Armor and Helmets of Persian infantry
The Persians relied heavily on missile troops and cavalry in battle, equipped with javelins and recurved bows. Slingers were also employed by the Persians although in relatively small numbers when compared with archers. Infantry used spears as their main weapons, swords being reserved for the more elite units The famous ‘Immortals’, they formed the elite of the Persian army and were called like this because men were assigned to replace the positions of fallen soldiers. This way the strength of the corps was always 10000 men. Only those who had Persian or Medic ancestors were allowed to become an Immortal as they had another important function: in times of peace formed they the bodyguard of the high king.
Persian soldiers used a fairly short thrusting spear as their main weapon. Roughly 7 feet long, they were equipped with a broad iron spearhead and counterbalanced by a round metal counterweight. In more elite units the counterweight was silver for soldiers, their officers being equipped with golden ones while bronze counterweights were more common in the rank and file of the Persian army.
Cavalry and missile troops made up the bulk of the Persian army, many of these troops being equipped with these light javelins. They were roughly 4 feet long, with throwing straps to increase the range and power of the weapon when the iron spearhead struck an enemy. Horsemen used a pair of palta as their main offensive weapons, reserving their swords for defense.
Most Persian infantry did not carry swords, rather large daggers, which they carried on their right side, like the akinakes. They could be used in full hand-to-hand combat like a sword or used to kill wounded opponents on a battlefield. Akinaka were in the 10 to 14 inch range.
The bow was the core weapon of the Persian army, most of the infantry being armed with a powerful recurved bow similar to the similar Scythian weapon. Recurved bows gained their power by bending the bow opposite to the natural curve of the weapon, creating added tension and force. In battle the large numbers of Persian archers would fire in massive barrages, sending sheets of arrows down on their opponents. allow them to close for hand-to-hand combat.
Cythian in origin, having been adopted by some Persians in the early Achaemenid Empire. It featured a relatively slender iron axe head coupled with a long handle with a reverse spike opposite the axe blade. The sagaris could be used one handed and was capable of chopping through heavy bronze armor.
These were large rectangular shields made of reed or whicker, covered with leather and were often elaborately painted. In battle a row of infantry known as sparabara would advance in front of missile troops such as javelin throwers or archers. They would lock the roughly 5-foot spara together, forming a wall behind which the archers could fire safe from enemy cavalry and heavy infantry, while the sparabara engaged the enemy with spears. Spara disappeared from the ranks in the early 4th century BC.
The traditional shield of Persian infantry, the gerron was a figure eight shaped shield made of wicker covered with leather. In combat the soldier held the shield by a vertical grip in between the crescent-shaped concave indentations of the gerron. Unfortunately for Persian troops the light construction of the gerron did not stop heavy weapons like spears.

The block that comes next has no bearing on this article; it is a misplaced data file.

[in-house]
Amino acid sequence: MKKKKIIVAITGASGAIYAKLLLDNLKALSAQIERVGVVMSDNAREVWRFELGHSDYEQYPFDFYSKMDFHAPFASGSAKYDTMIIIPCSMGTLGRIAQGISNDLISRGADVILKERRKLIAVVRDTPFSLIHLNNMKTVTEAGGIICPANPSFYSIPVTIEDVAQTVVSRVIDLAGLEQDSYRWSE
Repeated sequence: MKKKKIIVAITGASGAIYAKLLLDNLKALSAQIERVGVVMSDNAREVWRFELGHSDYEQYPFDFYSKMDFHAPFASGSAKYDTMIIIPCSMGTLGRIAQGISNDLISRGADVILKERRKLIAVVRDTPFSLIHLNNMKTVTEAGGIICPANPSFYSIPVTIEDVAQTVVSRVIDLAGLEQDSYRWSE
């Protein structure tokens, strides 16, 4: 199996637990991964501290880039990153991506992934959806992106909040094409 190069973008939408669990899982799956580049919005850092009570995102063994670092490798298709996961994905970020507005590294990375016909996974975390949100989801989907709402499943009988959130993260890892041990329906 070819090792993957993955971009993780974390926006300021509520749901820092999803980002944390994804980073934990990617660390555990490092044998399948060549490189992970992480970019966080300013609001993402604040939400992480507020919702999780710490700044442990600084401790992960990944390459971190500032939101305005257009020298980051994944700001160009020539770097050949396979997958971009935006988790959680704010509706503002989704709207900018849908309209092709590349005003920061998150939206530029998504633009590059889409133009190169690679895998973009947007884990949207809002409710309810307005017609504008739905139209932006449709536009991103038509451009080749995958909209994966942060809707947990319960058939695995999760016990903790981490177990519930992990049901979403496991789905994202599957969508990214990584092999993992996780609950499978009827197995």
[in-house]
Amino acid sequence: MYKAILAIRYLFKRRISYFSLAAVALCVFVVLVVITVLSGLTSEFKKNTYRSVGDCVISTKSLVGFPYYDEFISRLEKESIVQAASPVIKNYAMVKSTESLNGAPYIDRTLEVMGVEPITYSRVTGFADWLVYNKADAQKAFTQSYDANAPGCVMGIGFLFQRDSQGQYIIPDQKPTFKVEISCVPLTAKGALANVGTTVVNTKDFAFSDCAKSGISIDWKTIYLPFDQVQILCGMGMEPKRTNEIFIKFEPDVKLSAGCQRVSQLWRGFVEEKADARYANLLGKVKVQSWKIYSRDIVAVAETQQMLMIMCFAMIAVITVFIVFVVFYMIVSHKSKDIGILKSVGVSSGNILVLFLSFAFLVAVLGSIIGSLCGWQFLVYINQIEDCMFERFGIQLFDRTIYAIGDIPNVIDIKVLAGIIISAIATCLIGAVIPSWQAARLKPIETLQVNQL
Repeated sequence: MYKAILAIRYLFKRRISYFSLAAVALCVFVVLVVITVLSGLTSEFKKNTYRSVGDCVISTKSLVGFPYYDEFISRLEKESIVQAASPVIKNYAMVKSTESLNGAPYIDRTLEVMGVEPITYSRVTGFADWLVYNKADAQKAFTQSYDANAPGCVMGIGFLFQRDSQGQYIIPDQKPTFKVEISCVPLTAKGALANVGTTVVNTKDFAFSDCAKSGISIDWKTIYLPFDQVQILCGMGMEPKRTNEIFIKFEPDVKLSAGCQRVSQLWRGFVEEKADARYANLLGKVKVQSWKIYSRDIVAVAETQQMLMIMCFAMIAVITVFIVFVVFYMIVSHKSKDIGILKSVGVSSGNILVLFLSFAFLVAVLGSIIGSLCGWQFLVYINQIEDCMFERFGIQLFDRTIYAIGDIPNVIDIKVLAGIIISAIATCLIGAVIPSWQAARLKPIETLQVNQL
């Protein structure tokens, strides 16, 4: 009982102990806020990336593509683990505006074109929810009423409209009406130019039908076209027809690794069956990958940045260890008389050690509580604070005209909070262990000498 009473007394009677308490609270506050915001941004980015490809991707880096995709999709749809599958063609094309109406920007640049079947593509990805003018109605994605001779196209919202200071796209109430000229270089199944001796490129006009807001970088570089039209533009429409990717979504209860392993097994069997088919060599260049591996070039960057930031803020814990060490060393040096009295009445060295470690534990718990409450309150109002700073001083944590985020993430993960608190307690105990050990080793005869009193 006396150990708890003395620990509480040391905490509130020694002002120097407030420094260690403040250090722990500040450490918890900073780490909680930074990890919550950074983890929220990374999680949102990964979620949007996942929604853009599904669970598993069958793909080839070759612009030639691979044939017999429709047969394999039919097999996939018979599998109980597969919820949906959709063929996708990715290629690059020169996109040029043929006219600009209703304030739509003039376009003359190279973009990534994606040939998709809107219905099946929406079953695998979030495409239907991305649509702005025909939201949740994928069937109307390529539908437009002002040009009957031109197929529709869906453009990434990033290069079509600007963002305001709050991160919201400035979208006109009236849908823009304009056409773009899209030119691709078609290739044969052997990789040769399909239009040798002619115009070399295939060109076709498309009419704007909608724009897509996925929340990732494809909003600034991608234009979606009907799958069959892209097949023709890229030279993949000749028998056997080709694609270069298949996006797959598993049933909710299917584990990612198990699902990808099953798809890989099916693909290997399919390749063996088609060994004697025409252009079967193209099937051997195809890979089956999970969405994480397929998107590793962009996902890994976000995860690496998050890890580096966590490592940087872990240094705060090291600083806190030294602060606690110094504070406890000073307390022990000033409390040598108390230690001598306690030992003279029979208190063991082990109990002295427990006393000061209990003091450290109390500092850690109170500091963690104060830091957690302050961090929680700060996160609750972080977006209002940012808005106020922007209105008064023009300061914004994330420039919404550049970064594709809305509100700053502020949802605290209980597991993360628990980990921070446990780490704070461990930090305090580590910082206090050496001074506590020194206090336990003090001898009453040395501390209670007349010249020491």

Armor was not very widespread among Persian troops, worn mainly by wealthier members of the army, namely the cavalry and the Immortals. One form of armor not described here was quilted linen armor, similar to the armor worn by Iphikratean hoplites and soldiers like Alexander the Great. As with armor, helmets were scarce in the infantry, but quite common in the cavalry, especially horsemen of the later Achaemenid Empire.
Scale armor has an ancient tradition in the east and the Persians were no exception. It was often made of small bronze plates sewn together on a leather shirt, although iron and sometimes gold were also used. Infantrymen who could afford to buy such a costly piece of armor sometimes wore it under their clothing. Later Achaemenid cavalry wore elaborate scale hauberks, complete with chaps made of the same material. The image above is a late Achaemenid hauberk which shows heavy Greek influence.
Greek armor made a great impression upon the Persians, since the vast difference in protection between the opposing armies during the Persian Wars had been in part a reason for the Achaemenid defeat on a tactical level. By the late 5th and early 4th century BC,the linothorax was worn mainly by the cavalry, who were made up of the social elite.
Helmets were rare in the Persian army, although later Achaemenid cavalry were well protected by bronze helmets. Instead of helmets most soldiers wore a cloth headgear known as a tiara, which featured a scarf that could be pulled over the face. In the early Persian Empire helmets were worn by a small number of soldiers, and even then only by those who were rich enough to buy one. Early helmets were made of bronze, while later helmets were highly influenced by the Greeks. Typically helmets were worn by the cavalry, who were the only soldiers who could afford to buy them.